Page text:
A hero of many names

The Prince That Was Promised.

The dragon must have three heads.

Azor Ahai Reborn.

The Last Hero.

The Stallion Who Mounts The World.

There are lots of prophecies floating around in ASOIAF about the person who will lead the armies of Westeros against the Others in the new Battle for the Dawn. Or at least, that’s what we readers think the prophecies are about. In universe, the characters think these prophecies are about a number of other things – for instance, Dany believes that the prophecies about Targaryen dragons and the Dothraki Stallion Who Mounts The World speak to her success in regaining the Iron Throne.

What prophecies of dominant leaders are likely to be about one figure? And if there is a clear idea of there being one figure, who is most likely to fulfil that role?

Targaryen prophecies

House Targaryen has a long history of its members having prophetic visions, and acting in a way to achieve or avoid that prophecy from occurring.

We see this in The Hedge Knight and The Mystery Knight, where Targaryen (or Blackfyre) figures foresee a dragon dying or being born, that in hindsight is about a particular figure (Baelor in THK, Egg in TMK)

House Targaryen set up its base on Dragonstone and moved away from Valyria before the Doom because of prophetic visions warning them of the coming cataclysm.

In the current story, there are two key people who have visions: Rhaegar and his younger sister Daenerys.

We know from ASOIAF, and elaborated more in TWOIAF, that during the reign of Aegon the Unlikely (the grown up Egg) a young woman, Jenny of Oldstones, met Prince Duncan the Small and they fell in love. They married, against the wishes of Aegon, who had planned for his eldest son and heir to be married to a daughter of Lyonel Baratheon, the Laughing Storm. Duncan ignored his father, and because of Jenny’s non-noble origins, gave up his claim to the Iron Throne, becoming known as the “Prince of Dragonflies.”

A woods witch came with Jenny to the royal court. She is described in the songs and stories about Prince Duncan and Lady Jenny as a dwarf, but her description and her gift for prophecy suggest that she may be a Child of the Forest (or some COTF/First Man hybrid from the Isle of Faces.) She survived the Tragedy of Summerhall and Arya meets her with the Brotherhood Without Banners in ASOS (the Ghost of High Heart.)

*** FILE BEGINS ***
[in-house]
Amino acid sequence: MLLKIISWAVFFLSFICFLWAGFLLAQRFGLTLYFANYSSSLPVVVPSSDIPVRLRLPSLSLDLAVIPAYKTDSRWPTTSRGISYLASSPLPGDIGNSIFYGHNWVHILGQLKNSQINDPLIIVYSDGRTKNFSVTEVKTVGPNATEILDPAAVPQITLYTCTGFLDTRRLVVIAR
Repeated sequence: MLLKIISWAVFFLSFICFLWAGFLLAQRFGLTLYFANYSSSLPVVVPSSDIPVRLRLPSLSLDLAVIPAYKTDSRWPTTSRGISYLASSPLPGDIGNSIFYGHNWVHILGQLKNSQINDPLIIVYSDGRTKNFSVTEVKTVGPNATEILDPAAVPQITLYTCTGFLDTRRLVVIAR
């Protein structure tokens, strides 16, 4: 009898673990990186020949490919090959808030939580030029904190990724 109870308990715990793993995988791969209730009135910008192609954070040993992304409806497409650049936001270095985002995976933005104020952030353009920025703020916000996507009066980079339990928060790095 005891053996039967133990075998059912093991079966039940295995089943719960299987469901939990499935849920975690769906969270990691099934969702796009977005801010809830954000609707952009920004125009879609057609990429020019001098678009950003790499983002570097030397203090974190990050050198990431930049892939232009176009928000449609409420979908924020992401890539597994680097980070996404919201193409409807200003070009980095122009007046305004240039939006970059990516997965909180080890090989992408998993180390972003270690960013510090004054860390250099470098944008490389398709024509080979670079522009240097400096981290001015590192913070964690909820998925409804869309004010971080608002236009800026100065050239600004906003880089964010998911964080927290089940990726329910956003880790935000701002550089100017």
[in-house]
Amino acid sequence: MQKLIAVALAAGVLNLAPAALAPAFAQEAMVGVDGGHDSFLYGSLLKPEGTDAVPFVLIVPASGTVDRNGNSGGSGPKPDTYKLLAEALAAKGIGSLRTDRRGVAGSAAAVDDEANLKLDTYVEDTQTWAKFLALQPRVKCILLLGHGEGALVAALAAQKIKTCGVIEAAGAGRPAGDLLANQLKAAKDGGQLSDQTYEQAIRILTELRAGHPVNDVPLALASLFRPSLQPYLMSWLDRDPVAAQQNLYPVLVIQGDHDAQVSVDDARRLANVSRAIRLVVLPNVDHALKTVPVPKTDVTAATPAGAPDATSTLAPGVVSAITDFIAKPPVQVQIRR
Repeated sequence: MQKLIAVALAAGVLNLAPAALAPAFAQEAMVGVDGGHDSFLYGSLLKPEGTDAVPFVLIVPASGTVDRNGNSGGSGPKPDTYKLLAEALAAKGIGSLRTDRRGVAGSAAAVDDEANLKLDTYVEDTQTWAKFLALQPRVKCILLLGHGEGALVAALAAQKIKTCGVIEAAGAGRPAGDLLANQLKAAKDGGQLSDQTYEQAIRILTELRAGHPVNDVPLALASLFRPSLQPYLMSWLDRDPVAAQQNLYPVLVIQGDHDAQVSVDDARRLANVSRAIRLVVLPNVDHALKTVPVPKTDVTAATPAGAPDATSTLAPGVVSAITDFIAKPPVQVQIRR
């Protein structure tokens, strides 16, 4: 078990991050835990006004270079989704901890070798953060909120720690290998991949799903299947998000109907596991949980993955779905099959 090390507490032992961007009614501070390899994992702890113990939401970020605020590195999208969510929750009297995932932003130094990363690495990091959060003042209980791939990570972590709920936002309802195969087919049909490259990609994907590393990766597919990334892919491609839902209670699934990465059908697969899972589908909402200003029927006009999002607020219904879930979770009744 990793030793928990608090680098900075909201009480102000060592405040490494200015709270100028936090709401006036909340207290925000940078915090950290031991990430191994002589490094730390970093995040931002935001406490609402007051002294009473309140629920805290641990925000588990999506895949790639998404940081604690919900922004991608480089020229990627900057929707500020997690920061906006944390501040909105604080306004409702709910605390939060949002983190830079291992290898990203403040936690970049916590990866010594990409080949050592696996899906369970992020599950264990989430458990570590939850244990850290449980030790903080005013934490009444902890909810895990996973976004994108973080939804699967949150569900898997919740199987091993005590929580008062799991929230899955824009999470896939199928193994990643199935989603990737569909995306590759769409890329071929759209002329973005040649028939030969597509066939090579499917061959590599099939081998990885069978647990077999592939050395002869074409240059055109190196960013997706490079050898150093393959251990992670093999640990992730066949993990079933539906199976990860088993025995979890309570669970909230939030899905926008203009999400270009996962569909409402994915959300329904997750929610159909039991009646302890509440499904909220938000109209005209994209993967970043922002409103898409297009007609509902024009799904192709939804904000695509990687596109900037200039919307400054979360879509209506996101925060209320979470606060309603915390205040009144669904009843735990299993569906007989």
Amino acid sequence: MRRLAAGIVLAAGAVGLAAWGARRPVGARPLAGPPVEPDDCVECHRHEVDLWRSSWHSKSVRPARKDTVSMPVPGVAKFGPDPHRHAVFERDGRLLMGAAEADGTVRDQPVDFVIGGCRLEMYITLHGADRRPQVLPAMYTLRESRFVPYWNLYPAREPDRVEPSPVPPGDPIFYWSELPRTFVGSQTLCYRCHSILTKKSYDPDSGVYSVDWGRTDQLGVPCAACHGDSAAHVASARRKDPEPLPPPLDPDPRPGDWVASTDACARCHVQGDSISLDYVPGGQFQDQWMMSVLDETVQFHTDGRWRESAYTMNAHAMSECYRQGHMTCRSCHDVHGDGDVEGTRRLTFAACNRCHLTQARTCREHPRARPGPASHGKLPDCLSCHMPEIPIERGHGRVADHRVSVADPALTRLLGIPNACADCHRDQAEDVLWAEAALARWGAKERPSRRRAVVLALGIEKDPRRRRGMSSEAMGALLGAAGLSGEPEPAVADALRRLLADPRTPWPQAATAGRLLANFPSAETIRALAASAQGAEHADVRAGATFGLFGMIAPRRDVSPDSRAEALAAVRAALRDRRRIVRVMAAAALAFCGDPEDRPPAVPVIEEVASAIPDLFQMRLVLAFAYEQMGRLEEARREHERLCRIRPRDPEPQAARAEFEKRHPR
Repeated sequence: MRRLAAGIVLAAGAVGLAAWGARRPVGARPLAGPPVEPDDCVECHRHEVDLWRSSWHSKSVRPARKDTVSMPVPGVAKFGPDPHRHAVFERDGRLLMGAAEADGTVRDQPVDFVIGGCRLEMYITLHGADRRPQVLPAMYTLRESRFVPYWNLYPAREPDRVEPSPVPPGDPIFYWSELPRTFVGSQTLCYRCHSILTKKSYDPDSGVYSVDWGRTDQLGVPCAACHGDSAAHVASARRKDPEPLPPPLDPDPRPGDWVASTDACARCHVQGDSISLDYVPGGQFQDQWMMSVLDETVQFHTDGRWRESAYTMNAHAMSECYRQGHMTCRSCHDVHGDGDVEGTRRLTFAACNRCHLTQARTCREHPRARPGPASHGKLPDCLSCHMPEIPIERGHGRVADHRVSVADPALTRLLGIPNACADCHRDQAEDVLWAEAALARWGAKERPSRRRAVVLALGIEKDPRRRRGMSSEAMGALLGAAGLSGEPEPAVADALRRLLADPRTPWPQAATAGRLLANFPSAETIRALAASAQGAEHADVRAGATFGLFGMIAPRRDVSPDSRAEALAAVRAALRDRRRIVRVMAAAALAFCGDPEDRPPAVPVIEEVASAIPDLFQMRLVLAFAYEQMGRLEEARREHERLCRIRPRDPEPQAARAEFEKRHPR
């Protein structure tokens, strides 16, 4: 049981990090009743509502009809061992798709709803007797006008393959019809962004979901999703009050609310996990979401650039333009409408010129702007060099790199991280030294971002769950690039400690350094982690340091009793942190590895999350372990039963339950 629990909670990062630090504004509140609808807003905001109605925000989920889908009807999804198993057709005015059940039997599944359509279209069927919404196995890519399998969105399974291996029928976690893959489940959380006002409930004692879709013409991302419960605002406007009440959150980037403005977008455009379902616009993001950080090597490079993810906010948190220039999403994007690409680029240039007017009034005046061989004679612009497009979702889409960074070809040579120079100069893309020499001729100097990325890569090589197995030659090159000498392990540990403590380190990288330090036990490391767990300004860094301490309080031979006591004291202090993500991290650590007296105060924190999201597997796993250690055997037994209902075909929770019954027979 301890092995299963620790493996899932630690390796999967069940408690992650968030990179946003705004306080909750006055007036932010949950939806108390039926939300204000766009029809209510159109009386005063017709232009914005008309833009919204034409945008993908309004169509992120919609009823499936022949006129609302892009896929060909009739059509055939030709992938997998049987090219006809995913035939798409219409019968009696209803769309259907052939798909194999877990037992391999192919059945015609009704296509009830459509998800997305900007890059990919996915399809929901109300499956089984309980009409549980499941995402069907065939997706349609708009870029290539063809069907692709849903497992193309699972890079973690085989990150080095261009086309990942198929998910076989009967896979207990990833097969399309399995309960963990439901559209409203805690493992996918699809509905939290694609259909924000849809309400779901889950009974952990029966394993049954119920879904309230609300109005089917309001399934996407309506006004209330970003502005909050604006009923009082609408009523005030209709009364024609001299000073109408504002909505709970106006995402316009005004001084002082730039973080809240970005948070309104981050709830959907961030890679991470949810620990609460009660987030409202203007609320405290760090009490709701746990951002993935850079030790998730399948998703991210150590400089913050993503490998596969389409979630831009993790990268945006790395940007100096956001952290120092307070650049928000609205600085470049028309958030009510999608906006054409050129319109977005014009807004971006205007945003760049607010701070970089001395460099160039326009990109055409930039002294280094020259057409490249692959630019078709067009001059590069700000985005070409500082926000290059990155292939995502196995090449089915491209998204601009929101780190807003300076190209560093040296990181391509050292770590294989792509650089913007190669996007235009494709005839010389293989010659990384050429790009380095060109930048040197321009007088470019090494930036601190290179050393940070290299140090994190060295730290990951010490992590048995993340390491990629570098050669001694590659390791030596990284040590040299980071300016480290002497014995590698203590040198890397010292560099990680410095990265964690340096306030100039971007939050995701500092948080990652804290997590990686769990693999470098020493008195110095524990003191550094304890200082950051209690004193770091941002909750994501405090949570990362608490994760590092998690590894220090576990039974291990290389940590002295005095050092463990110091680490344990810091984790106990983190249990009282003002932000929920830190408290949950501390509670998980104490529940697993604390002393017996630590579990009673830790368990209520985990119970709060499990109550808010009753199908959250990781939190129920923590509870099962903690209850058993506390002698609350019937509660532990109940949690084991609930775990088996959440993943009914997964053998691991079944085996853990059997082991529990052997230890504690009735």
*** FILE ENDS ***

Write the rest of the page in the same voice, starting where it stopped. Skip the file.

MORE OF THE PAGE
This woods witch said that The Prince That Was Promised would come from the line of Aerys and Rhaella Targaryen, children of Aegon’s second son and new heir, Jaehaerys. Despite Aegon’s opposition to Targaryen incest, Jaehaerys acted upon this prophecy, and forced his children to wed. Their first child, Rhaegar, was born under a tree as the palace of Summerhall burned down as a result of whatever ritual Aegon attempted to hatch dragons. Once again, sadly for Egg, a dragon was born in the metaphorical sense of a new prince for House Targaryen, and not the literal flying reptile version.

For many years, Rhaegar believed that he was the Prince That Was Promised, and there are a number of textual descriptions about his melancholia and preoccupation with prophecy.

It’s unclear where this prophecy of a Promised Prince originally came from, as it seems to be tied to House Targaryen (in so far as the only people who mention it apart from Melisandre refer to Rhaegar and the woods witch’s prophecy.) However, Melisandre, the Red Priestess of R’hllor from Asshai frequently ties together this myth of the Prince That Was Promised with the R’hllor legend of Azor Ahai (more below.)

Stannis Baratheon, Melisandre’s chosen candidate for Azor Ahai Reborn, cannot be the Prince That Was Promised referred to by the Ghost of High Heart as he is not from the line of Aerys and Rhaella Targaryen. The current Baratheons trace their links to House Targaryen back to Rhaelle Targaryen, youngest daughter of Aegon the Unlikely (grandmother of Robert, Stannis and Renly.)

But there are current characters who could be the Targaryen Prince That Was Promised: Daenerys and Jon Snow.

What do we know about the Prince That Was Promised? 

  • he/she must be a warrior – Rhaegar obsessively studied prophetic scrolls and texts, and showed no interest in undertaking martial training until one day he went to the Master of Arms in the Red Keep and asked to be trained as “it seems I must be a warrior.”
  • “he is the Prince That Was Promised, and his is the song of ice and fire.” Dany sees a vision of Rhaegar and Elia Martell with baby Aegon, and Rhaegar makes this remark. So whatever THE Song of Ice & Fire is, it is connected to TPTWP myth.